With specific reference to moral education policies enacted by the state of the People’s Republic of China (PRC) between the 1980s and 2005, this article develops the concept of “regulated individualism” to understand how the PRC state copes with the tension between the newly acquired personal autonomy and the bottom line of the socialist collectivism. It demonstrates that regulated individualism can be indicated along four dimensions: the persistence of national education policy in a socialist direction, the creation of legitimacy for the reform of moral education, the broadening scope of moral education, the diversification of methods for moral education and the conditional adjustment of the state-defined individual-collective relationship. This article concludes by discussing the new pattern of individual-collective relationship that differs from traditional collectivism in Mao’s China, conditional autonomy for educational institution, teachers, and students, and the gradual but conditional liberalization in moral education in the context of China’s ongoing economic and educational reforms. Copyright © 2006 citizED.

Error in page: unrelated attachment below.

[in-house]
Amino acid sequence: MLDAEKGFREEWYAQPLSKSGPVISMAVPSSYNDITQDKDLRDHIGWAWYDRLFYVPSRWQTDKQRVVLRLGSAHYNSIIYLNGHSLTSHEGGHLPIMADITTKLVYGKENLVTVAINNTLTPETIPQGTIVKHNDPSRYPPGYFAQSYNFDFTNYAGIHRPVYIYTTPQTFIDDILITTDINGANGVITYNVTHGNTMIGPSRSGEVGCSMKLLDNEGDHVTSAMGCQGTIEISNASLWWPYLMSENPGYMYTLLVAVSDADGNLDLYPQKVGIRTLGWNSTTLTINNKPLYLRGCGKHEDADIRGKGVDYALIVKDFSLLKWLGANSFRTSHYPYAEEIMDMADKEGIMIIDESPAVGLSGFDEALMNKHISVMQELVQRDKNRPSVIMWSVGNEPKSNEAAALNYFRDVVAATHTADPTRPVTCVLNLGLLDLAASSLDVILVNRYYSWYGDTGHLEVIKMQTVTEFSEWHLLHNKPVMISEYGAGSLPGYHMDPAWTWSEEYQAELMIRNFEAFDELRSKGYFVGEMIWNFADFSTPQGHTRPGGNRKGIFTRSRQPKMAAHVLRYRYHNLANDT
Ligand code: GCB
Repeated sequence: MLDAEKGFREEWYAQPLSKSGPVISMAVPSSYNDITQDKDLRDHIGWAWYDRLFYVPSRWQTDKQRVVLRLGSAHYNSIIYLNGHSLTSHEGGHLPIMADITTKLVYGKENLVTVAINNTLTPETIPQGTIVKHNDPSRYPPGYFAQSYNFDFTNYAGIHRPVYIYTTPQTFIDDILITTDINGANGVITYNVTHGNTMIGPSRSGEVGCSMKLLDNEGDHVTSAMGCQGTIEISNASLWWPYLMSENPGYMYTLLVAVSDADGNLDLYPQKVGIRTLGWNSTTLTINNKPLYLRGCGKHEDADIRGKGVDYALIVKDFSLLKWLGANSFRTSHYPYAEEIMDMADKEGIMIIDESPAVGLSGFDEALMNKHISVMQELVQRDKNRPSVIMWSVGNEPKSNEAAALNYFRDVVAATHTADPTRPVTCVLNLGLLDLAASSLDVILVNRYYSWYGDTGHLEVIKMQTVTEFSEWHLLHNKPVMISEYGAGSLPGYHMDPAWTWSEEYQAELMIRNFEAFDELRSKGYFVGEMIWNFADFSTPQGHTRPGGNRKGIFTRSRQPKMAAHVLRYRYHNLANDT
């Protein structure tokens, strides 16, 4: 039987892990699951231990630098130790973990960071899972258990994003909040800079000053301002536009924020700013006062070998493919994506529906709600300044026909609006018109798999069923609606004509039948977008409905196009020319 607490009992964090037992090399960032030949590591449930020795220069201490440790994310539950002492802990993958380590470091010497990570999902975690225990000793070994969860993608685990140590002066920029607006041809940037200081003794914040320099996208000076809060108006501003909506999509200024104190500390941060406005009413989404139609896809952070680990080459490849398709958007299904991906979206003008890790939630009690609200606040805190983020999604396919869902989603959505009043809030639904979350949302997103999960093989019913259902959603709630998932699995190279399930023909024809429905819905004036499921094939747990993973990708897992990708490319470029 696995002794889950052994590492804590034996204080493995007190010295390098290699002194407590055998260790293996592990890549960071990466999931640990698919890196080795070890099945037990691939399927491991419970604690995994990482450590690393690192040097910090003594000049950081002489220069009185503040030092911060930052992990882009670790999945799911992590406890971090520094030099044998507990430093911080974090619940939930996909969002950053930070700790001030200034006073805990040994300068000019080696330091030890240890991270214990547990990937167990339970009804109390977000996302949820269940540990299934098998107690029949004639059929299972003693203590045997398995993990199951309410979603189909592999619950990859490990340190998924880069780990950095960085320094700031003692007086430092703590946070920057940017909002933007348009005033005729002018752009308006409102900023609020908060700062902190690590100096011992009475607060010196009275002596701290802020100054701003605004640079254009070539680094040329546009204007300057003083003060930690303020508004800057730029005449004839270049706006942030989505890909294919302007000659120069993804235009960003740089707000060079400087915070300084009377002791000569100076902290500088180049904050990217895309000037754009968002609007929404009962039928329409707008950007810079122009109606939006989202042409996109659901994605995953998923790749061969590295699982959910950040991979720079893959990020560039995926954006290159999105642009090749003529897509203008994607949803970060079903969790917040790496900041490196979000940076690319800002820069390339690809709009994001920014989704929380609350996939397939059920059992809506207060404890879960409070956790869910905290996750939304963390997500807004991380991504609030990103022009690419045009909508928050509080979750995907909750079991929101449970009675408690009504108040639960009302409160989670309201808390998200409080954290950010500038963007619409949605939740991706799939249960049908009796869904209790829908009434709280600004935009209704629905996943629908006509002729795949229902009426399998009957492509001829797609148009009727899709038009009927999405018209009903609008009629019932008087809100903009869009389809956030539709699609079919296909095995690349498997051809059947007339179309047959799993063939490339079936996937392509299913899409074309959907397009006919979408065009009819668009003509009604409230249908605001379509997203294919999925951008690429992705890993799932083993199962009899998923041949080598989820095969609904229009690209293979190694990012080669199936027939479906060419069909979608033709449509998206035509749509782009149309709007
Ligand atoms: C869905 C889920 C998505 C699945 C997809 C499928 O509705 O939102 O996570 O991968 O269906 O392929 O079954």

|Journal||Citizenship Teaching & Learning|
|Publication status||Published - Dec 2006|